After seeing the photograph of the lapel pins in my post, Where Is The Love? Reflections on Dr. Martin Luther King, Jr., I received a few texts and emails asking about the one of Coretta Scott King (1927-2006) that says Desert Rose. I am re-printing, here, a review I wrote five years ago (and posted on goodreads.com) of the book, Desert Rose: The Life and Legacy of Coretta Scott King written by her sister, Edythe Scott Bagley (1924-2011).
The lapel pin in the photo is one I purchased in the gift shop at The Martin Luther King Jr. Center for Nonviolent Social Change when I was in Atlanta for a family reunion in 2015.
I was really excited about reading this book because when I was a child learning about Dr. Martin Luther King, Jr. and I would see photographs and documentary footage that often showed his wife by his side, I always wondered about her. She wasn’t one of the men but she was always there, yet, no one ever seemed to make a big deal about her. When she died in 2006 I remember feeling sad, and wanting the world to make the kind of mourning noise for her that I thought they would have had she been Jacqueline Kennedy Onassis, or the Queen of England!
Now, I hate to say how much this book disappoints me, especially since it was written by Coretta Scott King’s elder sister, Edythe, who actually passed before the book’s publication. It disappoints because it isn’t intimate. I can’t feel the soul of the woman. I can’t feel her interior spirit and intellect, although I can presume it because of the types of work and achievement she gave herself to. I can’t get a grip on her as a sister or a daughter, wife, or mother. The narrative is so politely written that there aren’t even any mouthwatering descriptions of food or travels abroad to evoke the energy of newness, refreshment, or adventure. The fact that Edythe and Coretta were raised to be independent, creative, and scholarly black women in the early part of the 20th century is taken for granted, but could have been contextualized in a more dynamic way to allow the reader to understand what life was like for women in general, and southern black women in particular during those times.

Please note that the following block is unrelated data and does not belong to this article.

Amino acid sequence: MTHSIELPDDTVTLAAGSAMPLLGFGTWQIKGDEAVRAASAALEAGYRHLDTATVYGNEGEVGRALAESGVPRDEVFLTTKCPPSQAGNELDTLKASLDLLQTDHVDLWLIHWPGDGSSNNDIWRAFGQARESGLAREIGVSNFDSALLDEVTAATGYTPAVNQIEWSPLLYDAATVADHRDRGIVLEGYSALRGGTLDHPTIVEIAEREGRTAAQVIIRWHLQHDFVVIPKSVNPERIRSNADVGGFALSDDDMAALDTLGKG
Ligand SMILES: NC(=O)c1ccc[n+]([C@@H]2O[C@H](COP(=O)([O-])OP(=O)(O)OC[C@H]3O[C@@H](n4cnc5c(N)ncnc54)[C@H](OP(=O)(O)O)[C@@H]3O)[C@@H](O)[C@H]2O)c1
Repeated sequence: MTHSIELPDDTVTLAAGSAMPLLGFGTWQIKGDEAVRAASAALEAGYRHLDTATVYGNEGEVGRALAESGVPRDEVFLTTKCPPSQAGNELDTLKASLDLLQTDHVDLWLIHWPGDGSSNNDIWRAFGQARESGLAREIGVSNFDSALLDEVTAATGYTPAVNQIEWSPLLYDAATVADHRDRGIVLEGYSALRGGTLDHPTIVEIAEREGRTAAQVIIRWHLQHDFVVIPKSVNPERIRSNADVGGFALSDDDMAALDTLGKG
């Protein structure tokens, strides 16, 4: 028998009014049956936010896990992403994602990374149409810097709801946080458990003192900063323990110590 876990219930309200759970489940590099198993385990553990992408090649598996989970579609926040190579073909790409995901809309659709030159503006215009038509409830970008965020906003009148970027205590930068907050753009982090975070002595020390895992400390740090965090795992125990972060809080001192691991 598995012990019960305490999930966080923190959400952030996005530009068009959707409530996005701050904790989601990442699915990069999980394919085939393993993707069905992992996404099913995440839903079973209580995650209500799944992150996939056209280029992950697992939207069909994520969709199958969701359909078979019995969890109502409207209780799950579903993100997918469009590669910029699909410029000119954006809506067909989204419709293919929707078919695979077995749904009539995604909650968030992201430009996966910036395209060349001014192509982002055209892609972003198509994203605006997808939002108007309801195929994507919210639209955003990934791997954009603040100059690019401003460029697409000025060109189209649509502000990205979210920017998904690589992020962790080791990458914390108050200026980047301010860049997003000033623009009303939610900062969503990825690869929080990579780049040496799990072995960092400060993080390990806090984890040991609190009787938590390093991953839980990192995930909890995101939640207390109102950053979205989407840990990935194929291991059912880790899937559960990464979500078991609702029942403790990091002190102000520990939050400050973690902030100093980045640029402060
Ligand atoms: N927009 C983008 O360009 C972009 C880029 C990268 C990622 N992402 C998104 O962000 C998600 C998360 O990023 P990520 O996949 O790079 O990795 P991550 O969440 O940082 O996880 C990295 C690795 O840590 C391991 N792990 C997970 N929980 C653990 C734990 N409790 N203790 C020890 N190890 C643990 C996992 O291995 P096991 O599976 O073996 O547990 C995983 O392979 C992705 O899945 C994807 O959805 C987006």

This narrative tells but does not show the many tensions and complexities of Coretta Scott King’s life; and it reveals nothing of her personality. It feels as though it was written by someone who was gazing fondly but not thinking particularly deeply about events compiled in a family scrapbook, augmented by some random issues of JET magazine from the times.
Coretta Scott King is richer in my imagination than she comes across in this book. What the book does successfully is provide a chronological foundation for understanding the people and events who were contemporaneous with Coretta Scott King’s life of performing musical concerts and engaging in social and political activism. Maybe the King family’s iconic over-exposure to the American and international public has made them guarded and unable to reveal more than a public persona.
A new book, My Life, My Love, My Legacy (as told to Barbara Reynolds) is being published in 2017 by Macmillan. Check out a synopsis, here.